What the data on this site shows is that native people immersed in their L1, going to school etc still don't peak in their language abilities (at least vocabulary) until their mid-thirties
. So I always find it a bit bizarre when language learners think they speak like a well-educated native after 3-4 years work. If you can get to that level so quickly (with or without CI) then you should share the methods with the international school committees as apparently no school in the world is teaching their native language efficiently.
I think people are misreading what I said a bit. I am (admittedly self assessed) at C1 for reading and listening in German. So CI worked really well for me. The last time I looked a couple of years ago I had a knowledge of at least 10000 words in German, but that just doesn't equate to knowing all the words on a page. There are still lots of gaps as soon as you start reading serious newspapers or books, though I can still read and understand these things without a dictionary.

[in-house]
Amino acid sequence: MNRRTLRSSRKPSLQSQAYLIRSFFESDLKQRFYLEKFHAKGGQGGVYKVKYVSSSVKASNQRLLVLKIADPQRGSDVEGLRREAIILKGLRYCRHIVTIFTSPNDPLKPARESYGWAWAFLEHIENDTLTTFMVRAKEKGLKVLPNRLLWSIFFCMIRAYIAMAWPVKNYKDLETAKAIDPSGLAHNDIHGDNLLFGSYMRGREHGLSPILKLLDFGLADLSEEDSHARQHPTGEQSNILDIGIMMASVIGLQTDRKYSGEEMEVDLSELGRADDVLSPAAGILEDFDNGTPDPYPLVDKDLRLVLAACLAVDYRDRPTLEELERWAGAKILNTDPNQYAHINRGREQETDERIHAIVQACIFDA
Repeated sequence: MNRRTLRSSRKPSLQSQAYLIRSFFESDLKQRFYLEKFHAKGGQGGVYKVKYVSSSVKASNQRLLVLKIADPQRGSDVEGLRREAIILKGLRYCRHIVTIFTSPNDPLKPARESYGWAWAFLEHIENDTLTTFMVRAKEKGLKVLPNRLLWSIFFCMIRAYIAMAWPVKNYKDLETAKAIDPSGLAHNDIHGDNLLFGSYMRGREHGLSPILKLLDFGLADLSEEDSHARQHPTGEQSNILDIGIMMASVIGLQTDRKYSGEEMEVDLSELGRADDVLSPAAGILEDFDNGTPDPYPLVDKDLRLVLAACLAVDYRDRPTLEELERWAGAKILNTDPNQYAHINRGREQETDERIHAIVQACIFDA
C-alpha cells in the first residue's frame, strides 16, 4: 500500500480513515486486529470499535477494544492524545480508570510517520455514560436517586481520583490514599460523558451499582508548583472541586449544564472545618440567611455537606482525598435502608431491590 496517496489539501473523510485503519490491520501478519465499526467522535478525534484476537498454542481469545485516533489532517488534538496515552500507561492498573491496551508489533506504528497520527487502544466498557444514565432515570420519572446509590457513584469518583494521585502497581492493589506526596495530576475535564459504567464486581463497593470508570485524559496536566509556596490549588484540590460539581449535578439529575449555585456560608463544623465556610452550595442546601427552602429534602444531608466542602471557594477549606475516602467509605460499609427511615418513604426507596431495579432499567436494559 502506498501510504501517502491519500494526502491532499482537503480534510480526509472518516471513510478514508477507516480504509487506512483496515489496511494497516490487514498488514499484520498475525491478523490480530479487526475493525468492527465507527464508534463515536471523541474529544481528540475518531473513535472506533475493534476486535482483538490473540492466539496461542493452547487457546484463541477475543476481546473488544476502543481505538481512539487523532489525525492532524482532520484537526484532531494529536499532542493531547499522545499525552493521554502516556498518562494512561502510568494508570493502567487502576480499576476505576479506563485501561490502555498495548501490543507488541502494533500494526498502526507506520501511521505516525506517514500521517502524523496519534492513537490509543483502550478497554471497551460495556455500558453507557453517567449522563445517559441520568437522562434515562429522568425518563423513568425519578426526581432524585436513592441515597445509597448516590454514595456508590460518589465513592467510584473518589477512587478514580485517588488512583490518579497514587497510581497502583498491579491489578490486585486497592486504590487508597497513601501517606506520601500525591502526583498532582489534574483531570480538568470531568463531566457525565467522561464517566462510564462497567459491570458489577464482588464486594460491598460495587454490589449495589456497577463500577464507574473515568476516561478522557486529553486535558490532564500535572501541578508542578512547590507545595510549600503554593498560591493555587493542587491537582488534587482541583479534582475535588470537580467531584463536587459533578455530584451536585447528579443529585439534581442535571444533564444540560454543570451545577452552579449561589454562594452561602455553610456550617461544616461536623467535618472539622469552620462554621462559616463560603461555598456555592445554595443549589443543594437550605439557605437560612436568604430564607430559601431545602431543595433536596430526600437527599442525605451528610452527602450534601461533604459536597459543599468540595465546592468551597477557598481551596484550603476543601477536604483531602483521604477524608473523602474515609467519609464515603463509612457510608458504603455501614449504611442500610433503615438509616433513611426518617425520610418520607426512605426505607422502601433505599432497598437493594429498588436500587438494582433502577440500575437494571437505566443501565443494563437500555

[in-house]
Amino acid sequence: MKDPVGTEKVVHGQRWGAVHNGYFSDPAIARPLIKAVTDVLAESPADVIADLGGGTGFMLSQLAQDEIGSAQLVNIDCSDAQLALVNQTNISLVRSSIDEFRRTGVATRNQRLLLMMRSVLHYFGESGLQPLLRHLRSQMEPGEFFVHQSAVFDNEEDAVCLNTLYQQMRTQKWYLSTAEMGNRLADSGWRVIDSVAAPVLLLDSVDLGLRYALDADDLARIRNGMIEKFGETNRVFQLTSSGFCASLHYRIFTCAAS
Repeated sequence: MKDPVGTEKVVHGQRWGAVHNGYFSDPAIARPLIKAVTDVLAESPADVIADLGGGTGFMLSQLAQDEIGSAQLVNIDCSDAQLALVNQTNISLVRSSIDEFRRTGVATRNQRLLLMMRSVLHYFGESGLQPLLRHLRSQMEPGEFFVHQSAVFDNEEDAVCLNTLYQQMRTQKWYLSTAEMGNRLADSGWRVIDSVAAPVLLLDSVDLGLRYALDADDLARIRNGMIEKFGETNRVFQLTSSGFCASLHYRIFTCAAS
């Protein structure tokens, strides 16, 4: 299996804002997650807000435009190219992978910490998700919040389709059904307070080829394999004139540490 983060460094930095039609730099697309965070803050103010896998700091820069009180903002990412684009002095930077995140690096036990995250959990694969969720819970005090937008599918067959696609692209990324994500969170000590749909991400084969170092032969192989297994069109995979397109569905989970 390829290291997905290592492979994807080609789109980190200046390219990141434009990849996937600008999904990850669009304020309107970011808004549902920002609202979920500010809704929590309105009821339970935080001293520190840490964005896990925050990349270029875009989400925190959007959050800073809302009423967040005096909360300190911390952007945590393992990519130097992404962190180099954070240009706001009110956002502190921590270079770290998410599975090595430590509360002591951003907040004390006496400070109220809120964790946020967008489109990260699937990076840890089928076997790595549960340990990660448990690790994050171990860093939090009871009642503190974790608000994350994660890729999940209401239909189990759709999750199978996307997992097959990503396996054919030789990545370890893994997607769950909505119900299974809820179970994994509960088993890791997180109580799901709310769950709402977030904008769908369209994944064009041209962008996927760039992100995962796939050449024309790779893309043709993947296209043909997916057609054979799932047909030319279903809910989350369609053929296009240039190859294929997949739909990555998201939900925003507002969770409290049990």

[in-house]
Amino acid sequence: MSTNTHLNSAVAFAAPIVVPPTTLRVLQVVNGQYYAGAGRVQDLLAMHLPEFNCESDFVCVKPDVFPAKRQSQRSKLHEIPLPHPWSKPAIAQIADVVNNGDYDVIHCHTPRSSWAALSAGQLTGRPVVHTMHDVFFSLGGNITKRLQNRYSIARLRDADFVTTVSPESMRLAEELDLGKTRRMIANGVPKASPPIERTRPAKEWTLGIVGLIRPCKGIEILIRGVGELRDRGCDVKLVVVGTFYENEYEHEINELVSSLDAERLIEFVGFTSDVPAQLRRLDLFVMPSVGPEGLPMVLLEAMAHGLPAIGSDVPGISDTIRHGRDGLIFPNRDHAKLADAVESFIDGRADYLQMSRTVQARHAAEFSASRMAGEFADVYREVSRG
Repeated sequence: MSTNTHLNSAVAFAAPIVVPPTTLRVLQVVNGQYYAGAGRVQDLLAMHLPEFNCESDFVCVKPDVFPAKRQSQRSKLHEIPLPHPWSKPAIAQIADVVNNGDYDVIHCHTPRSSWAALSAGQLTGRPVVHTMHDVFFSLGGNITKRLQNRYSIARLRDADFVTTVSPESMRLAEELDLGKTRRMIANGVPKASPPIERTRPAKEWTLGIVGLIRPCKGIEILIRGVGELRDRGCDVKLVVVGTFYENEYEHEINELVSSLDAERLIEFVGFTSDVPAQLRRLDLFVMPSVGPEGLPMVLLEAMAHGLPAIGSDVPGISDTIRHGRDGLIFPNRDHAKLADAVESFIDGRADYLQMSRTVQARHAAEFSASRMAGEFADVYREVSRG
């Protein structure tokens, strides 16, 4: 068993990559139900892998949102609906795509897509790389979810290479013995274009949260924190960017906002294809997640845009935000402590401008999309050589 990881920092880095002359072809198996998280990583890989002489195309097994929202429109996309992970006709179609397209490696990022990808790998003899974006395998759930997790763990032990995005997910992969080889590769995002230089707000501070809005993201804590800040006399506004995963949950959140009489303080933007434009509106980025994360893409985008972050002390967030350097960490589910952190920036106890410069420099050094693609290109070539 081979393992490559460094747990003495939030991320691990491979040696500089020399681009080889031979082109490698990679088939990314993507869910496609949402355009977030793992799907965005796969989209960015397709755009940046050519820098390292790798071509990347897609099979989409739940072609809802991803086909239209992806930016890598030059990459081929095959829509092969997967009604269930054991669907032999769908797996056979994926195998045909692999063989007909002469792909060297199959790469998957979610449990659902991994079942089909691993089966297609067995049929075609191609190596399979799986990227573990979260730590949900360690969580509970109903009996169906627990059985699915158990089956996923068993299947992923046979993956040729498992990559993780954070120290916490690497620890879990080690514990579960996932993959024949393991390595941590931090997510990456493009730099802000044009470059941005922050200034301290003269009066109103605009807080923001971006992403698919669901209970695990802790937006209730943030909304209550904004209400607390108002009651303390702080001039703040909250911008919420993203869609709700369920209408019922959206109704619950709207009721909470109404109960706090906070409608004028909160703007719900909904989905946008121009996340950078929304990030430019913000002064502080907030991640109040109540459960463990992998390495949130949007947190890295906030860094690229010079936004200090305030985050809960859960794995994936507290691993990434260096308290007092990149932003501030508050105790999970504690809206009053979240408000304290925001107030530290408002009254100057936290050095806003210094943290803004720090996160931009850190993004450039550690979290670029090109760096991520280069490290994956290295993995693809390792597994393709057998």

But it's still frustrating not being able to process German in the same way as English. I have been getting into audiobooks this year, and slowly cranking up the speed. I mostly listen to audiobooks at somewhere like 1.7x-2.2x normal speed, Youtube videos at 1.5x-2x (I can't listen to Youtube videos at normal speed anymore, people speak sooooo slowly). But if I try to do the same trick in German I quickly hit a wall. I want my German to be as good as my English, but that's going to take a long time.
And this year I have been doing a lot of English reading (after 5 years of only German - 103 books so far!) so I am probably getting slightly rusty with German. People over estimate the advantages living in their L2 community. I speak German every day (basically always when I leave the house), but I am learning little doing that as I have roughly the same conversations with the kindergarten teacher, baker, candlestick maker. I could presumably find a tandem partner I liked, but I am pretty certain one-hour tandem would give me less than 15 minutes reading a serious non-fiction book. The big advantage living here is that there is lots of culture at my fingertips (bookshops, films, theater, etc).